Apartment Revenue Growth Sizable in Cleveland

  in   Local Markets

Cleveland’s apartment market was one of the nation’s top revenue growth performers in the past year, despite net move-outs and declining occupancy.

The slow-and-steady Midwest markets have seen comparatively solid performance metrics of late, due to the region’s historic stability, and not because of great apartment demand. Cleveland doesn’t necessarily gain immediate attention from a young population, nor does it score high points in job growth opportunities on the national stage.

But the local culture in Cleveland is more unique than you might expect. This the home of the Rock & Roll Hall of Fame. Tycoon John D. Rockefeller started the oil refining company that would eventually become Standard Oil in Cleveland. And the city is home to a burgeoning theatre district that is the second largest in the U.S., after only New York’s Lincoln Center. Cleveland’s largest employment sector is healthcare, and the market is home to the Cleveland Clinic, ranked as the nation’s second-best hospital, after only the Mayo Clinic in Minnesota.

Economic diversity and historic stability have helped keep Cleveland’s apartment market ahead of national norms recently, and that can clearly be seen in revenue growth.

Apartment revenues in Cleveland climbed 2.4% in the year-ending April, according to data from RealPage Market Analytics. By comparison, U.S. revenue change was still negative, falling by 0.4% in that time period. Still, Cleveland’s revenue increase was down from the annual revenue gains near 11% seen in 2022.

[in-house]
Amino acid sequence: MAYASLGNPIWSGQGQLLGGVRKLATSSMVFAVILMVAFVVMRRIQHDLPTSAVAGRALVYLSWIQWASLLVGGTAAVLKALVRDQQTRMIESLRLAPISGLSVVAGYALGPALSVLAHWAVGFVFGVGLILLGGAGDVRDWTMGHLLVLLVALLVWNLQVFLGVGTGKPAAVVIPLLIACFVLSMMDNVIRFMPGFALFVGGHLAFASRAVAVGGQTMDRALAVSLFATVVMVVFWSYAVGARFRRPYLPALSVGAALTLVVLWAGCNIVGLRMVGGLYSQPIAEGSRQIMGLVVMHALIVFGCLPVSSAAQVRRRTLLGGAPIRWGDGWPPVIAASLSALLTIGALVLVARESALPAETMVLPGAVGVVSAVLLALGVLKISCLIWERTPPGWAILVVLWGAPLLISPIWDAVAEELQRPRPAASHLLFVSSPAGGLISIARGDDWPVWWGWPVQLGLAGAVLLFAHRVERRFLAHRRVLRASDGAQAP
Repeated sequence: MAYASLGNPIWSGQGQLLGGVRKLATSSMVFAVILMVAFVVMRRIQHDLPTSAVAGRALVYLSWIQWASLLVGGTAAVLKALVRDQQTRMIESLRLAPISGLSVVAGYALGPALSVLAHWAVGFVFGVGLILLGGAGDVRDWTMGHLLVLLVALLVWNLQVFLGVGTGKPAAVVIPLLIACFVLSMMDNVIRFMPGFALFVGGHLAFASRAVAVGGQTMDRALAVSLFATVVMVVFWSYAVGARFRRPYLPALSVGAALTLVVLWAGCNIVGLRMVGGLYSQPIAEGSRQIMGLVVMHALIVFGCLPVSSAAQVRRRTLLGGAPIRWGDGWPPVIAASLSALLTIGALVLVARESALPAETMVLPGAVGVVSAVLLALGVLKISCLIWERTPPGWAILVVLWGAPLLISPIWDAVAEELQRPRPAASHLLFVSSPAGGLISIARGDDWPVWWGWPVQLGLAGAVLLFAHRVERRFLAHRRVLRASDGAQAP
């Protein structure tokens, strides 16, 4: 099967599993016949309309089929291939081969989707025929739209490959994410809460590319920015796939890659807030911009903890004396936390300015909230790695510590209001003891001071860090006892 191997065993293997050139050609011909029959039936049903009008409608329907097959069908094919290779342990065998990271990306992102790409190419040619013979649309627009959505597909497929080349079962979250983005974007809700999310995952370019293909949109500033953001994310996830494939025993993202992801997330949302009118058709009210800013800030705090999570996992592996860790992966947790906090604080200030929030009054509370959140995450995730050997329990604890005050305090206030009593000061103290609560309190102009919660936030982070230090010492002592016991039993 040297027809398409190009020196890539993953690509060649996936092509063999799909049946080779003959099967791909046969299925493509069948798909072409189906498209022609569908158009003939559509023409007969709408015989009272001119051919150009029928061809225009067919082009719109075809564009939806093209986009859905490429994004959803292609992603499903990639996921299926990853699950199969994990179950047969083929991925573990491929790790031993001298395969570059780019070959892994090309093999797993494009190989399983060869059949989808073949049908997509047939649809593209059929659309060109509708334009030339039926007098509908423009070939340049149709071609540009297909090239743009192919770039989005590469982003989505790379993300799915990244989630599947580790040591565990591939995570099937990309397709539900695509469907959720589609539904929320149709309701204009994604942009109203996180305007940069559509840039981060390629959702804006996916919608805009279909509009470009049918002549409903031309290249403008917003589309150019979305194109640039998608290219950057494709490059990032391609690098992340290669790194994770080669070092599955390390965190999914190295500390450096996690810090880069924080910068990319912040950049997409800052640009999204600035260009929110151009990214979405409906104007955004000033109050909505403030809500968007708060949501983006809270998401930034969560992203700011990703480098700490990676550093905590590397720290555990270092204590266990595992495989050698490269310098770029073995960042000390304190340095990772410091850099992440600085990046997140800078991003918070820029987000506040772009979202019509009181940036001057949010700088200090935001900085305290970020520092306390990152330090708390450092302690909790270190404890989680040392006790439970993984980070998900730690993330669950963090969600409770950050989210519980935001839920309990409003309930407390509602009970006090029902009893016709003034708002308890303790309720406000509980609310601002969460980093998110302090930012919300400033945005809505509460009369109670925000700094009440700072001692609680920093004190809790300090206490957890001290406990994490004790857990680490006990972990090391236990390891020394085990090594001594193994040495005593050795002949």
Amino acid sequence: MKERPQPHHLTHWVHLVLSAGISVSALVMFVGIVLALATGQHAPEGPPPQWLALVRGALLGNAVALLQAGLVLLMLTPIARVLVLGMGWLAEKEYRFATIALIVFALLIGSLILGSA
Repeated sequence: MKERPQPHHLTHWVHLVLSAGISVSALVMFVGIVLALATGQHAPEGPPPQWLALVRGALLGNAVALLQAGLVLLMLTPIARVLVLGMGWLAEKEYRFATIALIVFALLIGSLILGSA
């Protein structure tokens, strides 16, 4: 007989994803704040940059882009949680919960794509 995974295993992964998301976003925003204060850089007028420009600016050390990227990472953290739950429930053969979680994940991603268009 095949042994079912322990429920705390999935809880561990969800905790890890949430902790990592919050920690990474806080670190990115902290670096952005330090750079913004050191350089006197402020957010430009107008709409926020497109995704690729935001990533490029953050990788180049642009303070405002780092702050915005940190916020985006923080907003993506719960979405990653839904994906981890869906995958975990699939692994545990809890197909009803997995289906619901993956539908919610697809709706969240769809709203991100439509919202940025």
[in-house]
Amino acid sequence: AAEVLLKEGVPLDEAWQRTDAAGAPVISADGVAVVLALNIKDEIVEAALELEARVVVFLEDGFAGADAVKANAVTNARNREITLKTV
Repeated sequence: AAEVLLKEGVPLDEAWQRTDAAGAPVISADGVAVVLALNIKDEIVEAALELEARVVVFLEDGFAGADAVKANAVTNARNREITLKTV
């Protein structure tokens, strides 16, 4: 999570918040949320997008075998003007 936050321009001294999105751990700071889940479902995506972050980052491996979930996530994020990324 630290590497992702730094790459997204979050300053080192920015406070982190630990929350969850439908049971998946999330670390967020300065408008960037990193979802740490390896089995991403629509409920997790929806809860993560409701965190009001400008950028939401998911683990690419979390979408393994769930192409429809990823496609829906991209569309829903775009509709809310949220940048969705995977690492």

Cleveland revenue change never fell into negative territory during the COVID-19 pandemic. While many major markets across the U.S. experienced revenue loss in 2020 and 2021, Cleveland continued to post gains, bottoming out at 0.8% in May 2020.

Several typically stable Midwest markets made the list for top revenue growth performers in the past year. Milwaukee, Chicago, Columbus, Kansas City and Cincinnati logged nation-leading revenue increases between 2.3% and 2.8% in the year-ending April. Outside the Midwest, Washington, DC logged the nation’s best performance of 3%, while Virginia Beach, Anaheim and Greensboro all saw revenues grow by 2% to 2.7%.

Unlike other markets on the list of revenue growth leaders, Cleveland has logged significant occupancy softening in the last year. Cleveland occupancy was at a still-strong 94.6% in April, but that was down 90 basis points (bps) year-over-year. Among the nation’s top 10 revenue growth performers, that was the worst annual occupancy decline. In Kansas City and Milwaukee, occupancy has softened 70 bps in the past year.

Softening occupancy in Cleveland means the outperforming revenue increase was bolstered by rent growth. Effective asking rents grew 3.2% in Cleaveland in the year-ending April. That was the second-best performance among the nation’s largest 50 apartment markets, following only Milwaukee. In comparison, U.S. rents increased only 0.1% in the same time frame.

Modest apartment supply has helped keep apartment revenues in the black in Cleveland. The market added about 1,300 units in the year-ending 1st quarter 2024, just a bit ahead of the 10-year average of about 1,200 units annually.

Meanwhile, Cleveland logged net move-outs for 485 units in the year-ending 1st quarter. That was dead last for annual demand performance among top 50 markets. But absorption is at least improving in Cleveland. On a quarterly basis, roughly 250 units were absorbed in 1st quarter, which marked a return to positive demand after two quarters of net move-outs. This was a positive sign of turnaround for the market as we head into prime leasing season.